Be interested, not interesting. It’s one of those motherly sorts of advice I stumbled upon recently, and it really struck a chord after visiting the home of Diane Samuels and Henry Reese. From exploring the intricacies of cracks and histories of an alleyway, to completely converting that alleyway into a cultural hub for art, literature and political asylum, Diane and Henry are interested, and they are interesting — but they are also gracious and giving, attributes which shine through their work in founding the City of Asylum.
In 1997, controversial author Salman Rushdie lectured in Pittsburgh as part of his re-emergence into public life and referenced the International Cities of Refuge. Diane, a visual artist, and Henry, an entrepreneur, were both in the audience and both were inspired. It took several emails, over the course of several years, but in 2004, Henry and Diane opened the doors of City of Asylum, on their street, Sampsonia Way, in Pittsburgh’s Northside neighborhood. For many years, their home was the hub of programming.
The mission of COA is to provide sanctuary to literary writers who were exiled and under threat of persecution. The program offers longterm housing, insurance, legal assistance, and publishing opportunities, so authors can truly begin anew. Sampsonia Way was once a derelict row of houses and a hub for drug sales, but through their home, and through COA, Henry and Diane have transformed the street into a walking library.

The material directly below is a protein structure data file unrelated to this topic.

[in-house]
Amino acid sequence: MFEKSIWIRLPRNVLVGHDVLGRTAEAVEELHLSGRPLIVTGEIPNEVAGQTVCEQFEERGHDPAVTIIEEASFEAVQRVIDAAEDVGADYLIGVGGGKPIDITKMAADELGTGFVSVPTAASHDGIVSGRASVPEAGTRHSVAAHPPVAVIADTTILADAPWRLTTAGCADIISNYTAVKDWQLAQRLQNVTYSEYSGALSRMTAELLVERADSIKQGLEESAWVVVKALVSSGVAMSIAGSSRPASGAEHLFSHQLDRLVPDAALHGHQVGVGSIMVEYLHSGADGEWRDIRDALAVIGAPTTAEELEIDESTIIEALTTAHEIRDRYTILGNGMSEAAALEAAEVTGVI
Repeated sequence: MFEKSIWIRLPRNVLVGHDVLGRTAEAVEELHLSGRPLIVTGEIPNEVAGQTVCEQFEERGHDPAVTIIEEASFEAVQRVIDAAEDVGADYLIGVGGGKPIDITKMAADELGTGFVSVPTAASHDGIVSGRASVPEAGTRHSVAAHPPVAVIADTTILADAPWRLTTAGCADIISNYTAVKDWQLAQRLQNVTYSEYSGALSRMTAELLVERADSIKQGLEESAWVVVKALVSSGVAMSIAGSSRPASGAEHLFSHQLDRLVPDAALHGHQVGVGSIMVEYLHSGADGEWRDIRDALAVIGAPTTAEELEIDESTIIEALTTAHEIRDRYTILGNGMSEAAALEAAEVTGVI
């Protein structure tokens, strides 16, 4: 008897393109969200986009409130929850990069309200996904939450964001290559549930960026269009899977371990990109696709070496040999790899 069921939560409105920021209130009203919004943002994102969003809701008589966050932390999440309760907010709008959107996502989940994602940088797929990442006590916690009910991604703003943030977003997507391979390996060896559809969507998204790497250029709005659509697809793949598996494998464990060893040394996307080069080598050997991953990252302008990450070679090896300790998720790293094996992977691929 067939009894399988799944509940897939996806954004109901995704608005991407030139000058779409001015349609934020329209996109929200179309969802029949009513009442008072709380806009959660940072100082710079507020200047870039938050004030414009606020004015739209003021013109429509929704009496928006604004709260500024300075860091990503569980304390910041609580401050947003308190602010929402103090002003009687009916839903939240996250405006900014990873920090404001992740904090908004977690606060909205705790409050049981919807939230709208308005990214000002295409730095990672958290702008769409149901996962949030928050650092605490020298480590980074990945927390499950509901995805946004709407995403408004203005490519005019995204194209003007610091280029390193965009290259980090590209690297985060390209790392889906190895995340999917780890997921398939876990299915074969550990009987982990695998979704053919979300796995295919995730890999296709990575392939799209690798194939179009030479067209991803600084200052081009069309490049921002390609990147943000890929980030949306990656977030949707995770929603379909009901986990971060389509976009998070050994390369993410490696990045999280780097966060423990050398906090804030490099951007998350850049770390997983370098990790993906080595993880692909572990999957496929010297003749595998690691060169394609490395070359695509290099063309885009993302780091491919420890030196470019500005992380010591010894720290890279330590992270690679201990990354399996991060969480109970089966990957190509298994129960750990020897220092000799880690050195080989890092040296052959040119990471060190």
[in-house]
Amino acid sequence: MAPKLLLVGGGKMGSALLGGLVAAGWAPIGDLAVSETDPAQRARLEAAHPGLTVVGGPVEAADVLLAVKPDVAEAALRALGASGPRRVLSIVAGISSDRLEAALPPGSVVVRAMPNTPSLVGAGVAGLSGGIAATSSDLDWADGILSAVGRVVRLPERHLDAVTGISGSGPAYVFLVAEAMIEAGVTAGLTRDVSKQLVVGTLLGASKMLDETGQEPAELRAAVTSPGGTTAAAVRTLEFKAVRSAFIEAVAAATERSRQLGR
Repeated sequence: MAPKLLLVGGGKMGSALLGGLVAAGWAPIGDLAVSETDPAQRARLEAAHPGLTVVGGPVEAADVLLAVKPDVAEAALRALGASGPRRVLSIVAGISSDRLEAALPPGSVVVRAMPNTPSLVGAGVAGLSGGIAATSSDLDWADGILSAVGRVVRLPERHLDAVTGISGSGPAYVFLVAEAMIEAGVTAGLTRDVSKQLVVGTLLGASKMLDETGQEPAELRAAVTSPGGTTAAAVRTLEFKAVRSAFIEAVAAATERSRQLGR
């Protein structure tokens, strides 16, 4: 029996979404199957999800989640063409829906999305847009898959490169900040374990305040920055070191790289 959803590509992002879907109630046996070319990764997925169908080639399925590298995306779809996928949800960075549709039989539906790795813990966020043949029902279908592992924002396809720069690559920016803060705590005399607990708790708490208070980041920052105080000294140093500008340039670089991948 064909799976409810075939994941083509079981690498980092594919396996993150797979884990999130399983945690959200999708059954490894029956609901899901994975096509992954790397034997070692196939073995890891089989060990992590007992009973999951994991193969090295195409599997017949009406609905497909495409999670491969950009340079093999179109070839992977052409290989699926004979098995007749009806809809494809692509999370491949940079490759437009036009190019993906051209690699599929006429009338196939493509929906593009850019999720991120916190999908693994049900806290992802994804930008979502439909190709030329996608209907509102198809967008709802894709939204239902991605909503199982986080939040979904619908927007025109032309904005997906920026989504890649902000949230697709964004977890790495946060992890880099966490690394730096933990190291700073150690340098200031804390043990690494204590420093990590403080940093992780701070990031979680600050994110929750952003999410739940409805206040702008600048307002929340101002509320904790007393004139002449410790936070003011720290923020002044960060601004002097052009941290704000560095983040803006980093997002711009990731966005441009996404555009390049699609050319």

When Chinese poet Huang Xiang arrived in 2004, he used the facade of his residence, neighboring Diane and Henry’s home, to showcase Chinese calligraphies of his poems — a bold display of his new freedom. This “House Poem” led to the development of a series of asylum houses, each with text-based murals. City of Asylum recently expanded to include Alphabet City. What was once an abandoned Masonic hall has been reborn as the permanent home for COA programming, as well as a bookstore featuring works in translation, and the Casellula Wine & Cheese Cafe.
One lecture led to an entire community of creativity, cultural exchange, activism and artistic expression. Being interested truly does go a long way. —Quelcy
Image Above: Henry Reese and Diane Samuels, founders of City of Asylum, a sanctuary for international literary writers in jeopardy, stand in front of the Pittsburgh Burma House, one of the writers-in-residence houses they created near their own home. Burmese writer, Khet Mar, wrote a story that blended her Burmese existence with her new Pittsburgh reality. Her husband, Than Htay Maung, illustrated the story on the walls of their residency as part of the City of Asylum program.